I assumed that my lack of attraction to women was normal. I even thought I was an extra nice person for not struggling with the horrible lust for women all my high school teachers wouldn’t stop talking about. Sure, I was attracted to men, but growing up in a community that ignored LGBTQ people taught me to believe that my feelings were not legitimate—causing me to sweep my feelings under the carpet and live as someone I was not. Though many are able to sustain this for a long time (like Pearson), it is unhealthy and I am still dealing with the mental repercussions of living a lie.
Luckily, much of the homophobic rhetoric that I was exposed to is beginning to fade away. Maybe it’s because I’ve found better friends to hang out with, but I’m seeing less and less of the heteronormative behavior that taught me to hate my sexual orientation.
However, our work is not done.
At my school I am one of few openly gay individuals. It’s not a joyride, but it is necessary. I recognize that much of what made my coming out process so arduous was the lack of gay role models. Up until my time at Walla Walla University, I had met few (if any) out gay men. They simply did not exist in my world. Though it is not my first choice to submit myself to the public eye as a gay man, I know having visible LGBTQ individuals is important to our next generations, especially within the church. And to church leaders: your actions that continually marginalize and exclude LGBTQ churchgoers are only preserving the lack of visibility and encouraging more bigotry. The less visible gay people are, the easier it is to teach our children to be prejudiced against them.
My point for you, people of the church who read this, is simple: it is extremely important to affirm to your children and peers that you support and accept LGBTQ individuals. Though you may already be supportive in your heart, your silence will be taken as affirmation of the hate that some churches choose to spread.
Please, speak up. I cannot do this alone. I am excited to be seeing some changes, but we still have a long ways to go.

The Conscientious Eater

The Conscientious Eater

I recently found myself at a small restaurant that marketed itself as an eco-friendly establishment. Their ingredients were locally sourced, their water glasses devoid of straws, they used small rags instead of napkins, and so on. I love seeing examples like this of how the environmental movement has made an impact on mainstream businesses. As I began to explore the menu it came as no surprise to me that most of their dishes relied heavily on eggs, meat, and other dairy products. This isn’t unusual, yet when you consider that this is an establishment which values its environmental friendliness, there seems to be a paradox of marketing and product.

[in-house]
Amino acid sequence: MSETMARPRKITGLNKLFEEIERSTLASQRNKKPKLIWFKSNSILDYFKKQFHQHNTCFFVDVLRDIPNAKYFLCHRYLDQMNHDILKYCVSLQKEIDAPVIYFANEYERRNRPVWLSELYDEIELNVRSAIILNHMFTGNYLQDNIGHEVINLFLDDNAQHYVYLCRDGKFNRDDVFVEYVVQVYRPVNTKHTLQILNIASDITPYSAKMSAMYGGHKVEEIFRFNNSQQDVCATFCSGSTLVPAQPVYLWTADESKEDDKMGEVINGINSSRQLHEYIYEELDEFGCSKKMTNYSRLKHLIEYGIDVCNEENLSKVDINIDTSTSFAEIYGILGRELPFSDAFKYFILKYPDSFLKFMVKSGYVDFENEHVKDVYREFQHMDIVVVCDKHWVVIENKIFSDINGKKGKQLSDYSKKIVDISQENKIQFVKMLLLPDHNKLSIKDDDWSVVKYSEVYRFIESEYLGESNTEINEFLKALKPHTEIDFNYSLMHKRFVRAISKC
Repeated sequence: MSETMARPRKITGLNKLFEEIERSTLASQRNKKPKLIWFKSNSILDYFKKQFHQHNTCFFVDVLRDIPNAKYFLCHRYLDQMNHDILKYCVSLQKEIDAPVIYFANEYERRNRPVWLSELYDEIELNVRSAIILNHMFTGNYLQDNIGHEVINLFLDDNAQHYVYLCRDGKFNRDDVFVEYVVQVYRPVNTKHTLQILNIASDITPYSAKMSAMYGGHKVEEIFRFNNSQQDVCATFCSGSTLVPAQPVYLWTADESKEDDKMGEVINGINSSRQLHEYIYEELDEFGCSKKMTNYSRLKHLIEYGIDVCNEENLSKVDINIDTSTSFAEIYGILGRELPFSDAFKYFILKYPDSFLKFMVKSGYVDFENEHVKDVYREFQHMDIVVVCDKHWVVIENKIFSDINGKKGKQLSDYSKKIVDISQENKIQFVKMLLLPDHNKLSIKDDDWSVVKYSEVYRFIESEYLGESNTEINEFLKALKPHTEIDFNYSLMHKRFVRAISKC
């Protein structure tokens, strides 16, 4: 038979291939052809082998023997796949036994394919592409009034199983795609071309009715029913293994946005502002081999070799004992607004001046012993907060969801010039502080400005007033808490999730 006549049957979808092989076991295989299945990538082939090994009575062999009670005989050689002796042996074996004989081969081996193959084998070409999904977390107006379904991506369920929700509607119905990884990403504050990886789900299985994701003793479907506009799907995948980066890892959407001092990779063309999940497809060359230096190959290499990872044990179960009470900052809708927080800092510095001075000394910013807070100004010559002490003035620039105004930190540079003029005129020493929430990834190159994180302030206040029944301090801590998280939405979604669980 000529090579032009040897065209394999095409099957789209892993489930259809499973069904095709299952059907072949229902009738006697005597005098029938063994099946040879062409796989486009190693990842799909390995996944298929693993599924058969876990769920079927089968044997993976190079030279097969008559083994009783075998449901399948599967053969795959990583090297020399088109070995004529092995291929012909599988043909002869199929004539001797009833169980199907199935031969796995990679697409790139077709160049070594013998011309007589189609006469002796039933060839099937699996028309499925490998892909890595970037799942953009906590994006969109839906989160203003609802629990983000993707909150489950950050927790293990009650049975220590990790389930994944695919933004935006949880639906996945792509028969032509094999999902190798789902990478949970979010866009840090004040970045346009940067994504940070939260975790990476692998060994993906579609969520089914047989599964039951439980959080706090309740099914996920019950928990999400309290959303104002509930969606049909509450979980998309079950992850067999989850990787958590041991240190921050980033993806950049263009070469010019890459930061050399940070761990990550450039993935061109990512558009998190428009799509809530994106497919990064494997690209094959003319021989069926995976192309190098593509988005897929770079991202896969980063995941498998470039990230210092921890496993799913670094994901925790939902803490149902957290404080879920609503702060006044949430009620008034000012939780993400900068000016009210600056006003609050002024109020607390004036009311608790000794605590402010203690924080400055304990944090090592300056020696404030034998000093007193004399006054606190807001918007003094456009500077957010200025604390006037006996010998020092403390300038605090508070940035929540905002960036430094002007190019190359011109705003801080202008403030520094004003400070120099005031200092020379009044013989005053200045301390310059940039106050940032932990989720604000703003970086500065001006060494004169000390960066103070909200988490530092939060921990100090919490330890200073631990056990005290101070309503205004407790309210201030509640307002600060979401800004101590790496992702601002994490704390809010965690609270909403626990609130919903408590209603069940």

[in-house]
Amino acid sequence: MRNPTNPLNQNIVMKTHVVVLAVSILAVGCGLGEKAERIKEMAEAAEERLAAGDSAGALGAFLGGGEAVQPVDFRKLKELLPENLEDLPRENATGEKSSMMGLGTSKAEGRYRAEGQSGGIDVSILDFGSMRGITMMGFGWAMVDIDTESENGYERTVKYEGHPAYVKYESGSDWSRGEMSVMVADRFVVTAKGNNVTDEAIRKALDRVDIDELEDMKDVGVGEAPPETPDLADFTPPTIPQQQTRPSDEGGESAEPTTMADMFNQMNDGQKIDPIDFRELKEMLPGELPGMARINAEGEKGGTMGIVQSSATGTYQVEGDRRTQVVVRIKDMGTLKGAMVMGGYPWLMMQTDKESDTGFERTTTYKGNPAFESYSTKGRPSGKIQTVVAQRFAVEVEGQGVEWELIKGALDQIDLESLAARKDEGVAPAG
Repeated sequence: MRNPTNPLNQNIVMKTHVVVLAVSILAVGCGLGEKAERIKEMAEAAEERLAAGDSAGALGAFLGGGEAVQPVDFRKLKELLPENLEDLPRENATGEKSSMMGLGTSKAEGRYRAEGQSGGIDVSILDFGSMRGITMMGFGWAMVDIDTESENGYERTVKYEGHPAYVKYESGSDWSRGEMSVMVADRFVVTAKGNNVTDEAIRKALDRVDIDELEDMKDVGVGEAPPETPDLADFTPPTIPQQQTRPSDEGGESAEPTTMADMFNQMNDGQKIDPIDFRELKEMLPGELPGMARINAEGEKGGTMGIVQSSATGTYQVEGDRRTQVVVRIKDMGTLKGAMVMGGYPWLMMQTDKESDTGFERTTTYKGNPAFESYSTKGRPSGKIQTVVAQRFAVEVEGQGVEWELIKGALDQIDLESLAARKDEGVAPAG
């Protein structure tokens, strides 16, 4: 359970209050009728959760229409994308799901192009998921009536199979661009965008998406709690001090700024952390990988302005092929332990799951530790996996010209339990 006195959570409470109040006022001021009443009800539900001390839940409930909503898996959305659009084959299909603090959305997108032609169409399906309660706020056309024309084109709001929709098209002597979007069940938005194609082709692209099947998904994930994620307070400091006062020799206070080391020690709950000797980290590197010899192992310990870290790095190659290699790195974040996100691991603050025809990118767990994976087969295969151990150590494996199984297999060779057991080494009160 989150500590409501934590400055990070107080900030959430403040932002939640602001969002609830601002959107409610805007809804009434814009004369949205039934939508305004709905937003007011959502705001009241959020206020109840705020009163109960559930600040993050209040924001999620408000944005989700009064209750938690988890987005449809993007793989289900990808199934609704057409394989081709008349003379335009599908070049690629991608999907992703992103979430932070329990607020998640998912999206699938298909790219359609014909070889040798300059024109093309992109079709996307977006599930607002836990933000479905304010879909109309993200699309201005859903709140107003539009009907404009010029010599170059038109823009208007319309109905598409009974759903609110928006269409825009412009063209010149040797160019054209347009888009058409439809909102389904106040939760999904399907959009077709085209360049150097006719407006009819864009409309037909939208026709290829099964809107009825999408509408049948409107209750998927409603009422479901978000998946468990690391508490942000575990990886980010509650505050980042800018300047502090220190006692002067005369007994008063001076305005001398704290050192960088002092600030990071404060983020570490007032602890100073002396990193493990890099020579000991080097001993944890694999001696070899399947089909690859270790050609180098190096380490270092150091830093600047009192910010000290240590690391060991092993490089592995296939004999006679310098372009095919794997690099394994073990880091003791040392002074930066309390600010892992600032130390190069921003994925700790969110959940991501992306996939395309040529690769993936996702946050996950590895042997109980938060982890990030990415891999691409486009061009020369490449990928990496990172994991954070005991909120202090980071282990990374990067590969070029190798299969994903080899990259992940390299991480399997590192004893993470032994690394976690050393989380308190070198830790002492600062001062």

Many who brag about being hyper environmentally aware fail to realize (or accept) that what we eat has the potential to have the largest environmental effect of any part of our lifestyle. I question the motives of those who choose to forgo personal transportation or other modern amenities for the sake of the environment but continue to eat normal amounts of meat, when in reality cutting out beef from your diet alone can be much more effective at reducing your carbon footprint than giving up cars altogether.

I could go on about this for days, throwing all sorts of statistics and depressing articles at you, or could even go as far as one UK Green Party representative who advocated for treating all meat-eaters like smokers, campaigning for rehab programs meant to help omnivores transition to an herbivore diet. Instead, I’ll leave you with this simple, cruelty-free recipe for the beginning of summer. 

 

Processed with VSCO with c1 presetA Simple, Guilt-free Summer Treat

1 qt. Strawberries

1 c. Vanilla Yogurt (Dairy or soy)

½ c. Coconut Shavings (Sweetened, because why not)

 

This one is a doozy. Simply dip, dip, and kick back.

 

 

This article is the first of many that I will be writing for my school’s newspaper The Collegian for the upcoming school year. All issues can be read online at https://issuu.com/aswwucollegian.

Why I’m Choosing to Go Vegan

Why I’m Choosing to Go Vegan

 

“The next five years may be the most important in the next ten thousand for our planet. There are plenty of reasons for hope, yet every day, doors of opportunity close. We know what to do. Now is the time to act.”